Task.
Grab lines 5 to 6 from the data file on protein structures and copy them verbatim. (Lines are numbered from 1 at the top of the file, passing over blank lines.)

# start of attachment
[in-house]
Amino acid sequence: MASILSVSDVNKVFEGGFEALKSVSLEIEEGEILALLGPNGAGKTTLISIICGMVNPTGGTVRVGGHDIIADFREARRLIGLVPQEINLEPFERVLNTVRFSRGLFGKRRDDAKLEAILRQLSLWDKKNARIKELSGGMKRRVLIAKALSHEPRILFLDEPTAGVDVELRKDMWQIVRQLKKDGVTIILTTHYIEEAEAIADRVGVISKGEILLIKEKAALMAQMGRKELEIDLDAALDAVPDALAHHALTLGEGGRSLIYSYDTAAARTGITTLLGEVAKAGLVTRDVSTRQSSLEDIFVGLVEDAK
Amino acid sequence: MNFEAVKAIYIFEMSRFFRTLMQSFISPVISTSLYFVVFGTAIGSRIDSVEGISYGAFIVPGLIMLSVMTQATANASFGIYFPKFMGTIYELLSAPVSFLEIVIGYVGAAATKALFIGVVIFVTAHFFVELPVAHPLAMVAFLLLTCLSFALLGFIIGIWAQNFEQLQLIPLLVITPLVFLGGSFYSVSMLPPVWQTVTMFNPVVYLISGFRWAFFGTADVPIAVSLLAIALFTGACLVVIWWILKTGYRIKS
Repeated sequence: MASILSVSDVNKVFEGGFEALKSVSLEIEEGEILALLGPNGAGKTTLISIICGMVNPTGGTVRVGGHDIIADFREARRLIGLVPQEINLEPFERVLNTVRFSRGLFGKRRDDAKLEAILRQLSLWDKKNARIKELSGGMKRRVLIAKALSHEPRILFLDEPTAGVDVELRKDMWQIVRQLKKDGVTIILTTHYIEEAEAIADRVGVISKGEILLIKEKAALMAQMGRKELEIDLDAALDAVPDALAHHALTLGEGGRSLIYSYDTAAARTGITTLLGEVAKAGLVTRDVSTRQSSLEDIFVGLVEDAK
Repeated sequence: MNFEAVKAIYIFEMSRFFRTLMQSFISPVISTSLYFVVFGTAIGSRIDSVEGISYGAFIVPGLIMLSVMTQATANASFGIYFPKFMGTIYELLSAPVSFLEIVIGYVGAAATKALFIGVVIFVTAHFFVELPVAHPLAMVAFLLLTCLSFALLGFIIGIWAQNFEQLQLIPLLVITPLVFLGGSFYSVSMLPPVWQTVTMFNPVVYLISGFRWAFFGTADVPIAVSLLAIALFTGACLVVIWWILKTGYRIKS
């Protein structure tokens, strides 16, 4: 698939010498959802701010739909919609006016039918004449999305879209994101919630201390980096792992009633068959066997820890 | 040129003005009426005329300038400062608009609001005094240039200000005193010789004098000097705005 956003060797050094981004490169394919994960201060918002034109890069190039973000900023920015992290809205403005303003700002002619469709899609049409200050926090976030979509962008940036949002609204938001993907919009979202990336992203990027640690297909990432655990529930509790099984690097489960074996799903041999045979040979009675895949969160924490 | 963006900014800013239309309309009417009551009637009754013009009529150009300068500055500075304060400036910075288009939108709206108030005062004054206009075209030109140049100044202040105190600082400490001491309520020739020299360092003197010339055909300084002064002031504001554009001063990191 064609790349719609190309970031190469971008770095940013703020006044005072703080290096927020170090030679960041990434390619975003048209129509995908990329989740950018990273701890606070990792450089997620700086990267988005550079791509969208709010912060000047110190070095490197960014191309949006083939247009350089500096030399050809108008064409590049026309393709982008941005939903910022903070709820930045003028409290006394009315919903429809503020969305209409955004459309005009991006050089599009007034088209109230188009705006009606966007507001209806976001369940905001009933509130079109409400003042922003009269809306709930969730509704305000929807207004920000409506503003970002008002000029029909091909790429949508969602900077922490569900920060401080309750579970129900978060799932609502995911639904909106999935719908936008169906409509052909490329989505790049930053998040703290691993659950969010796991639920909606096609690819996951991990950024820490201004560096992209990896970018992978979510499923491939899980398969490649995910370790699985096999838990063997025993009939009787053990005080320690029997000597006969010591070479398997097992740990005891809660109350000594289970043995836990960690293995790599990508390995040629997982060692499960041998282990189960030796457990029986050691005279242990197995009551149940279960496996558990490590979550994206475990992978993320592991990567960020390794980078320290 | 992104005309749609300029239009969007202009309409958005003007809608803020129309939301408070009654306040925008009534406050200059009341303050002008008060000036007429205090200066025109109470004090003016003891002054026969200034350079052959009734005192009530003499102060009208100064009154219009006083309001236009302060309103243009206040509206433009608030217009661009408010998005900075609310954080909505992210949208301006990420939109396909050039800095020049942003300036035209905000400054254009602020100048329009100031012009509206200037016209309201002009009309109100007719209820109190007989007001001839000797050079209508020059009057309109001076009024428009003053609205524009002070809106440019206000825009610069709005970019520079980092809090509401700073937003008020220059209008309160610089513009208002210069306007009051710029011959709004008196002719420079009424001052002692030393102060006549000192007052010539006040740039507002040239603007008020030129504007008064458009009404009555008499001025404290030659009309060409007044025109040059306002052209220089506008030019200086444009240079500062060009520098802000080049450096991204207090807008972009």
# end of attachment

Repeated sequence: MNFEAVKAIYIFEMSRFFRTLMQSFISPVISTSLYFVVFGTAIGSRIDSVEGISYGAFIVPGLIMLSVMTQATANASFGIYFPKFMGTIYELLSAPVSFLEIVIGYVGAAATKALFIGVVIFVTAHFFVELPVAHPLAMVAFLLLTCLSFALLGFIIGIWAQNFEQLQLIPLLVITPLVFLGGSFYSVSMLPPVWQTVTMFNPVVYLISGFRWAFFGTADVPIAVSLLAIALFTGACLVVIWWILKTGYRIKS
């Protein structure tokens, strides 16, 4: 698939010498959802701010739909919609006016039918004449999305879209994101919630201390980096792992009633068959066997820890 | 040129003005009426005329300038400062608009609001005094240039200000005193010789004098000097705005 956003060797050094981004490169394919994960201060918002034109890069190039973000900023920015992290809205403005303003700002002619469709899609049409200050926090976030979509962008940036949002609204938001993907919009979202990336992203990027640690297909990432655990529930509790099984690097489960074996799903041999045979040979009675895949969160924490 | 963006900014800013239309309309009417009551009637009754013009009529150009300068500055500075304060400036910075288009939108709206108030005062004054206009075209030109140049100044202040105190600082400490001491309520020739020299360092003197010339055909300084002064002031504001554009001063990191 064609790349719609190309970031190469971008770095940013703020006044005072703080290096927020170090030679960041990434390619975003048209129509995908990329989740950018990273701890606070990792450089997620700086990267988005550079791509969208709010912060000047110190070095490197960014191309949006083939247009350089500096030399050809108008064409590049026309393709982008941005939903910022903070709820930045003028409290006394009315919903429809503020969305209409955004459309005009991006050089599009007034088209109230188009705006009606966007507001209806976001369940905001009933509130079109409400003042922003009269809306709930969730509704305000929807207004920000409506503003970002008002000029029909091909790429949508969602900077922490569900920060401080309750579970129900978060799932609502995911639904909106999935719908936008169906409509052909490329989505790049930053998040703290691993659950969010796991639920909606096609690819996951991990950024820490201004560096992209990896970018992978979510499923491939899980398969490649995910370790699985096999838990063997025993009939009787053990005080320690029997000597006969010591070479398997097992740990005891809660109350000594289970043995836990960690293995790599990508390995040629997982060692499960041998282990189960030796457990029986050691005279242990197995009551149940279960496996558990490590979550994206475990992978993320592991990567960020390794980078320290 | 992104005309749609300029239009969007202009309409958005003007809608803020129309939301408070009654306040925008009534406050200059009341303050002008008060000036007429205090200066025109109470004090003016003891002054026969200034350079052959009734005192009530003499102060009208100064009154219009006083309001236009302060309103243009206040509206433009608030217009661009408010998005900075609310954080909505992210949208301006990420939109396909050039800095020049942003300036035209905000400054254009602020100048329009100031012009509206200037016209309201002009009309109100007719209820109190007989007001001839000797050079209508020059009057309109001076009024428009003053609205524009002070809106440019206000825009610069709005970019520079980092809090509401700073937003008020220059209008309160610089513009208002210069306007009051710029011959709004008196002719420079009424001052002692030393102060006549000192007052010539006040740039507002040239603007008020030129504007008064458009009404009555008499001025404290030659009309060409007044025109040059306002052209220089506008030019200086444009240079500062060009520098802000080049450096991204207090807008972009």